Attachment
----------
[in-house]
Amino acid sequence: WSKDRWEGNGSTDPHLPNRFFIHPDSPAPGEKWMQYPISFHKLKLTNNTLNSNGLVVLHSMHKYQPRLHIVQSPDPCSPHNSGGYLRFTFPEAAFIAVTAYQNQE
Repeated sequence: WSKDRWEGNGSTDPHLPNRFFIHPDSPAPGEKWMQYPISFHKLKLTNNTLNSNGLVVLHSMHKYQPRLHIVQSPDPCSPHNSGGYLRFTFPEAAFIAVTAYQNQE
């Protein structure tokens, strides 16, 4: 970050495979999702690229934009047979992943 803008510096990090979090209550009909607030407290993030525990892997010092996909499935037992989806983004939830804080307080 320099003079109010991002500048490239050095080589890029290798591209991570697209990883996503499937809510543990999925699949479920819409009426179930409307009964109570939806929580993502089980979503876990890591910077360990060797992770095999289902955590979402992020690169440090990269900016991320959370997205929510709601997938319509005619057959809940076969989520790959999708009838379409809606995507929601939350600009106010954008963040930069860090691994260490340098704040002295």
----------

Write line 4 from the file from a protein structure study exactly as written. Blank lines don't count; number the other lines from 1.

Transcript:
């Protein structure tokens, strides 16, 4: 970050495979999702690229934009047979992943 803008510096990090979090209550009909607030407290993030525990892997010092996909499935037992989806983004939830804080307080 320099003079109010991002500048490239050095080589890029290798591209991570697209990883996503499937809510543990999925699949479920819409009426179930409307009964109570939806929580993502089980979503876990890591910077360990060797992770095999289902955590979402992020690169440090990269900016991320959370997205929510709601997938319509005619057959809940076969989520790959999708009838379409809606995507929601939350600009106010954008963040930069860090691994260490340098704040002295």